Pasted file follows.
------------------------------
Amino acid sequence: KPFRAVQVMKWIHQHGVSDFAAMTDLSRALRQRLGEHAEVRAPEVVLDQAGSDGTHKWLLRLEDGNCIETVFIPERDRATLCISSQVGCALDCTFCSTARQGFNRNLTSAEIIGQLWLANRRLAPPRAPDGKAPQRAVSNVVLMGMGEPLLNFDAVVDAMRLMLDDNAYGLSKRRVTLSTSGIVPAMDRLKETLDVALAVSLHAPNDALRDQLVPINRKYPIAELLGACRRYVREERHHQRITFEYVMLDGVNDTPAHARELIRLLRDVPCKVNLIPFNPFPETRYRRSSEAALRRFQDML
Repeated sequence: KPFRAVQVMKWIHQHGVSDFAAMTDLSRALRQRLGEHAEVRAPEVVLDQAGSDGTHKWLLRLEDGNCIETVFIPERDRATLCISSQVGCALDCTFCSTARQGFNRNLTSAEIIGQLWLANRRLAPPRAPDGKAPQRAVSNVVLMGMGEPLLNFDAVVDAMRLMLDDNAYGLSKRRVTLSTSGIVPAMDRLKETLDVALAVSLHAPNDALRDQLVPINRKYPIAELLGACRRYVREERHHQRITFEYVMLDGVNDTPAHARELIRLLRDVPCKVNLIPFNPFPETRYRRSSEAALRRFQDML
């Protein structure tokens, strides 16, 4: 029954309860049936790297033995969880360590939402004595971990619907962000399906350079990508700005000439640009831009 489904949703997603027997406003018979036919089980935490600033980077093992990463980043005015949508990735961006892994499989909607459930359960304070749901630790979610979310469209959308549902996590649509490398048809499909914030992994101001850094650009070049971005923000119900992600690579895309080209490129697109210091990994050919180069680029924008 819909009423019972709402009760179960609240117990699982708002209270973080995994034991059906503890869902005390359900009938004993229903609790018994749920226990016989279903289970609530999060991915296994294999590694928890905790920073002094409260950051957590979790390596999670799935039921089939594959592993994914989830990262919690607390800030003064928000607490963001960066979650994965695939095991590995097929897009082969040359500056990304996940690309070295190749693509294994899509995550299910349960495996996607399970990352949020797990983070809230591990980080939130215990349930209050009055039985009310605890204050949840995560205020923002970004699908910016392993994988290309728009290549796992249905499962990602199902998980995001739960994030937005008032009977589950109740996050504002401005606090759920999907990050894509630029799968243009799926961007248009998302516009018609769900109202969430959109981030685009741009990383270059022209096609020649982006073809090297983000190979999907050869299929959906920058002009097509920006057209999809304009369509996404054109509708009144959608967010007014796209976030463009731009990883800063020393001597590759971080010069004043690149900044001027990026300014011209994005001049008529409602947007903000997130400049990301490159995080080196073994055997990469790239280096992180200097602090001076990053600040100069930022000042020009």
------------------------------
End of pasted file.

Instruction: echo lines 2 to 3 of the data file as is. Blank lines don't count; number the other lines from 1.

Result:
Repeated sequence: KPFRAVQVMKWIHQHGVSDFAAMTDLSRALRQRLGEHAEVRAPEVVLDQAGSDGTHKWLLRLEDGNCIETVFIPERDRATLCISSQVGCALDCTFCSTARQGFNRNLTSAEIIGQLWLANRRLAPPRAPDGKAPQRAVSNVVLMGMGEPLLNFDAVVDAMRLMLDDNAYGLSKRRVTLSTSGIVPAMDRLKETLDVALAVSLHAPNDALRDQLVPINRKYPIAELLGACRRYVREERHHQRITFEYVMLDGVNDTPAHARELIRLLRDVPCKVNLIPFNPFPETRYRRSSEAALRRFQDML
């Protein structure tokens, strides 16, 4: 029954309860049936790297033995969880360590939402004595971990619907962000399906350079990508700005000439640009831009 489904949703997603027997406003018979036919089980935490600033980077093992990463980043005015949508990735961006892994499989909607459930359960304070749901630790979610979310469209959308549902996590649509490398048809499909914030992994101001850094650009070049971005923000119900992600690579895309080209490129697109210091990994050919180069680029924008 819909009423019972709402009760179960609240117990699982708002209270973080995994034991059906503890869902005390359900009938004993229903609790018994749920226990016989279903289970609530999060991915296994294999590694928890905790920073002094409260950051957590979790390596999670799935039921089939594959592993994914989830990262919690607390800030003064928000607490963001960066979650994965695939095991590995097929897009082969040359500056990304996940690309070295190749693509294994899509995550299910349960495996996607399970990352949020797990983070809230591990980080939130215990349930209050009055039985009310605890204050949840995560205020923002970004699908910016392993994988290309728009290549796992249905499962990602199902998980995001739960994030937005008032009977589950109740996050504002401005606090759920999907990050894509630029799968243009799926961007248009998302516009018609769900109202969430959109981030685009741009990383270059022209096609020649982006073809090297983000190979999907050869299929959906920058002009097509920006057209999809304009369509996404054109509708009144959608967010007014796209976030463009731009990883800063020393001597590759971080010069004043690149900044001027990026300014011209994005001049008529409602947007903000997130400049990301490159995080080196073994055997990469790239280096992180200097602090001076990053600040100069930022000042020009």